Radiofrequency Ablation (RFA) is a non-surgical, out –patient procedure used to treat pain resulting from arthritis of the Facet Joints. This is done by using radio-frequency energy to heat and burn the area around the medial branch nerve. The burning will disrupt the nerve’s ability to send pain signals to the brain; therefore giving you a feeling of relief.
Most patients will receive a full year of relief; or until the burned nerves regenerate and grow back. Our body naturally heals itself and the nerves will grow back. Once the nerve grows back (1 year later), the procedure is repeated.
Patients who undergo the RFA procedure must have tried and failed prior cortisone injections and must have a Medial Branch Block done to verify candidacy for the procedure.
Medial branch nerves in each facet joint send and carry pain messages to and from the brain. Destroying a few of these nerves can keep certain pain messages from reaching the brain; thus bringing you relief.
How is RFA done?
First, you’ll be given an intravenous (IV) medication to relax you. Then, you will lie on your belly on an x-ray table.
Dr. Anden will numb first your skin before placing any needles.
- Dr. Anden will locate the problem area under x-ray guidance and then insert a thin needle into the area where you feel pain. You will typically have 3-4 needles placed, depending on how many levels are affected.
- There will be some pain while the needles are placed as this is a highly sensitive area.
- One the needles are in place, Dr. Anden will insert the electrode through the needle; and test the placement. You may feel muscle twitching.
- Once placement has been confirmed, she will turn on the RFA machine.
- This will slowly warm up each needle (such as curling iron) sending radiofrequency current through the electrode to heat and burn the affected nerve.
- Dr. Anden will do 4 burns lasting 90 seconds each.
- Once complete, you will be taken back to the waiting area where you will be check on by our nurse. You will be able to return home the same day.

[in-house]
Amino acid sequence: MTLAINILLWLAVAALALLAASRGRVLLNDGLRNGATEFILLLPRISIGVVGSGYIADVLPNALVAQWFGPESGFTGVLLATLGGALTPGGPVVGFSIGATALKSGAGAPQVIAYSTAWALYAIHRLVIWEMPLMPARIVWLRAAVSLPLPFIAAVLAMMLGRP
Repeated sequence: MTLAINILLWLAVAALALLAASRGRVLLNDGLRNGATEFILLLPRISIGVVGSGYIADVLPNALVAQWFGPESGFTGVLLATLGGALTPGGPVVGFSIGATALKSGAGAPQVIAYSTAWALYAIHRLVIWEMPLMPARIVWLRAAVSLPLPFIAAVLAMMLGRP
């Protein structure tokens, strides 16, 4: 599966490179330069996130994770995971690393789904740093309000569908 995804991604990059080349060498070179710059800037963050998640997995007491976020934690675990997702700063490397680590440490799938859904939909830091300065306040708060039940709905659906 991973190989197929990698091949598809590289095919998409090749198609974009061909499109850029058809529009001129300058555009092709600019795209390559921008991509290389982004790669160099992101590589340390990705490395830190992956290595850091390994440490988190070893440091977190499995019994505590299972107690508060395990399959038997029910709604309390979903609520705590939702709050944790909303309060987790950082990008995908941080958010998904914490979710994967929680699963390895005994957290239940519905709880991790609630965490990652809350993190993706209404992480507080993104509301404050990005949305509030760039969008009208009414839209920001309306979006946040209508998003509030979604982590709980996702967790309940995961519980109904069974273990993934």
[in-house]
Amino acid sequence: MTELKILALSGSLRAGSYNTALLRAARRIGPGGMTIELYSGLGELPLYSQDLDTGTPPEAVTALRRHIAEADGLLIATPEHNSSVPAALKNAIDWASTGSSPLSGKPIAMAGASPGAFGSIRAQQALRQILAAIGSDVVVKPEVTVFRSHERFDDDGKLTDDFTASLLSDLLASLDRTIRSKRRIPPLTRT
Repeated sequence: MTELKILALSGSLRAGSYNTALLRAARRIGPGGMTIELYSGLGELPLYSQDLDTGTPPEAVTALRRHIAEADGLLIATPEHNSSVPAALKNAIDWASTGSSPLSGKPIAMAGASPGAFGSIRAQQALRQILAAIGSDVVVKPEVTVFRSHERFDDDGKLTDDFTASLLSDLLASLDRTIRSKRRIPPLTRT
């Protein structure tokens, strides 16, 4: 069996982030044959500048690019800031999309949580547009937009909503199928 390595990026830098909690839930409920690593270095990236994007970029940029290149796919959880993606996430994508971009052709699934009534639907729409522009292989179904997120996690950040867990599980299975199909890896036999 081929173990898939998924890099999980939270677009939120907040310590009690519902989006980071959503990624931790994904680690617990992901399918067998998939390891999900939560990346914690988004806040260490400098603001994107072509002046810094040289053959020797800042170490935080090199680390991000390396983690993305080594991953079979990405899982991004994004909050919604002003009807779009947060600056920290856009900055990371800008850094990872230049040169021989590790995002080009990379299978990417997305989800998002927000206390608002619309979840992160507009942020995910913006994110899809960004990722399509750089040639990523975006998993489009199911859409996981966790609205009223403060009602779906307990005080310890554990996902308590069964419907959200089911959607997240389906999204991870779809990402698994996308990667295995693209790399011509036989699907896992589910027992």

What are the Risks?
Common side effects can include: temporary numbness and temporary increase in pain.
Rare, but more serious complications include: Bleeding, infection and possible nerve damage.
Overall, the RFA Procedure is very safe and has been done safely for many years.
What happens after the RFA Procedure?
You will notice soreness in the neck or back following the procedure for 2-4 weeks; however you may resume your normal activities the following day and can return to work.
Pain medication will be given if necessary. You can experience symptom relief from 6 months to 1 year, but can last longer as well.
The benefit from this procedure will typically occur within 3 weeks and you will follow-up with Dr. Anden 1 month after the procedure.
How to prepare for a Radiofrequency Ablation
- Stop any blood thinner medication prior to the procedure.
- You may eat and drink normal before and after the RFA procedure
- You will need a driver. You will be given a heavy sedative and cannot drive for 24 hours following the procedure
- You will change into a hospital gown, so wear easy clothes to change out of
- The RFA procedure is done under live x-ray guidance, please inform us if your pregnant or planning to become pregnant.